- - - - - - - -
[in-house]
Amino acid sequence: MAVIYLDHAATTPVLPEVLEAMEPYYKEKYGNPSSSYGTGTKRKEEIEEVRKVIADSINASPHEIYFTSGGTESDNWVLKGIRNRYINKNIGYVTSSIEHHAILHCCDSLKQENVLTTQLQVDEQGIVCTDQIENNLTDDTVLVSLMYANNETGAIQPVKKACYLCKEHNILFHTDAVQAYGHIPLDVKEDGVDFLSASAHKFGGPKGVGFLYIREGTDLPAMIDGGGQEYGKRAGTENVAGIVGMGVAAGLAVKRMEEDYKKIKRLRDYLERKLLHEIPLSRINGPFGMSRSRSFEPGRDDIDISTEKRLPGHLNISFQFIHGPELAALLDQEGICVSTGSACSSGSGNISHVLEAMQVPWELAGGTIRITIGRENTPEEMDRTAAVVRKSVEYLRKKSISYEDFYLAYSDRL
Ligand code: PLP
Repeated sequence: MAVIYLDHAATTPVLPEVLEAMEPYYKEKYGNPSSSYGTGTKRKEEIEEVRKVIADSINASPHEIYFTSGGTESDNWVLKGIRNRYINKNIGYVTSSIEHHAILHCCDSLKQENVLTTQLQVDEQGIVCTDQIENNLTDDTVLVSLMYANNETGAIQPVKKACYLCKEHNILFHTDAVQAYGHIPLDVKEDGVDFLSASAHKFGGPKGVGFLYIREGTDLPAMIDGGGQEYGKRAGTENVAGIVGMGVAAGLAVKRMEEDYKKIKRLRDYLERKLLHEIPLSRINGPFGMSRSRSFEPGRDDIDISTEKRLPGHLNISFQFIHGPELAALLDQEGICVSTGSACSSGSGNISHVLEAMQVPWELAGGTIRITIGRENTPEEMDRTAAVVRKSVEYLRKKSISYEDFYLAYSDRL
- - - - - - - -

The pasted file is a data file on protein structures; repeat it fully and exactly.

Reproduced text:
[in-house]
Amino acid sequence: MAVIYLDHAATTPVLPEVLEAMEPYYKEKYGNPSSSYGTGTKRKEEIEEVRKVIADSINASPHEIYFTSGGTESDNWVLKGIRNRYINKNIGYVTSSIEHHAILHCCDSLKQENVLTTQLQVDEQGIVCTDQIENNLTDDTVLVSLMYANNETGAIQPVKKACYLCKEHNILFHTDAVQAYGHIPLDVKEDGVDFLSASAHKFGGPKGVGFLYIREGTDLPAMIDGGGQEYGKRAGTENVAGIVGMGVAAGLAVKRMEEDYKKIKRLRDYLERKLLHEIPLSRINGPFGMSRSRSFEPGRDDIDISTEKRLPGHLNISFQFIHGPELAALLDQEGICVSTGSACSSGSGNISHVLEAMQVPWELAGGTIRITIGRENTPEEMDRTAAVVRKSVEYLRKKSISYEDFYLAYSDRL
Ligand code: PLP
Repeated sequence: MAVIYLDHAATTPVLPEVLEAMEPYYKEKYGNPSSSYGTGTKRKEEIEEVRKVIADSINASPHEIYFTSGGTESDNWVLKGIRNRYINKNIGYVTSSIEHHAILHCCDSLKQENVLTTQLQVDEQGIVCTDQIENNLTDDTVLVSLMYANNETGAIQPVKKACYLCKEHNILFHTDAVQAYGHIPLDVKEDGVDFLSASAHKFGGPKGVGFLYIREGTDLPAMIDGGGQEYGKRAGTENVAGIVGMGVAAGLAVKRMEEDYKKIKRLRDYLERKLLHEIPLSRINGPFGMSRSRSFEPGRDDIDISTEKRLPGHLNISFQFIHGPELAALLDQEGICVSTGSACSSGSGNISHVLEAMQVPWELAGGTIRITIGRENTPEEMDRTAAVVRKSVEYLRKKSISYEDFYLAYSDRL